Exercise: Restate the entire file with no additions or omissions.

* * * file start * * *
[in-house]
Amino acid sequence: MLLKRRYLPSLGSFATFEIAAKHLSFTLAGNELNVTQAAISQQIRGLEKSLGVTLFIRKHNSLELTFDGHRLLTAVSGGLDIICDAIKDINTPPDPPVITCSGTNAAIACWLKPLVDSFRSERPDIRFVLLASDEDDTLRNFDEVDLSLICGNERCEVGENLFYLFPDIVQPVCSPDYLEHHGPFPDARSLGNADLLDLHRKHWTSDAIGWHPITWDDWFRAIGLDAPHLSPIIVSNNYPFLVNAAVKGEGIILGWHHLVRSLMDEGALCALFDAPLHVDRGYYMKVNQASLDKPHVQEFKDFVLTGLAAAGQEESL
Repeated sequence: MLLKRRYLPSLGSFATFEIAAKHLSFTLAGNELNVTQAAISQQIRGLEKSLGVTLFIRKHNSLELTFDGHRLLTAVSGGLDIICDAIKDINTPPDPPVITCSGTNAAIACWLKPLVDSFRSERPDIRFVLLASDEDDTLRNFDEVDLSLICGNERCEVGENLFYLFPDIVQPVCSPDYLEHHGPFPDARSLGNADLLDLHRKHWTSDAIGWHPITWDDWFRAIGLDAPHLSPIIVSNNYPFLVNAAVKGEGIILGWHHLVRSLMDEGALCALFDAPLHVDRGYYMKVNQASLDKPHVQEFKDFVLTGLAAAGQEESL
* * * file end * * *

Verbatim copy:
[in-house]
Amino acid sequence: MLLKRRYLPSLGSFATFEIAAKHLSFTLAGNELNVTQAAISQQIRGLEKSLGVTLFIRKHNSLELTFDGHRLLTAVSGGLDIICDAIKDINTPPDPPVITCSGTNAAIACWLKPLVDSFRSERPDIRFVLLASDEDDTLRNFDEVDLSLICGNERCEVGENLFYLFPDIVQPVCSPDYLEHHGPFPDARSLGNADLLDLHRKHWTSDAIGWHPITWDDWFRAIGLDAPHLSPIIVSNNYPFLVNAAVKGEGIILGWHHLVRSLMDEGALCALFDAPLHVDRGYYMKVNQASLDKPHVQEFKDFVLTGLAAAGQEESL
Repeated sequence: MLLKRRYLPSLGSFATFEIAAKHLSFTLAGNELNVTQAAISQQIRGLEKSLGVTLFIRKHNSLELTFDGHRLLTAVSGGLDIICDAIKDINTPPDPPVITCSGTNAAIACWLKPLVDSFRSERPDIRFVLLASDEDDTLRNFDEVDLSLICGNERCEVGENLFYLFPDIVQPVCSPDYLEHHGPFPDARSLGNADLLDLHRKHWTSDAIGWHPITWDDWFRAIGLDAPHLSPIIVSNNYPFLVNAAVKGEGIILGWHHLVRSLMDEGALCALFDAPLHVDRGYYMKVNQASLDKPHVQEFKDFVLTGLAAAGQEESL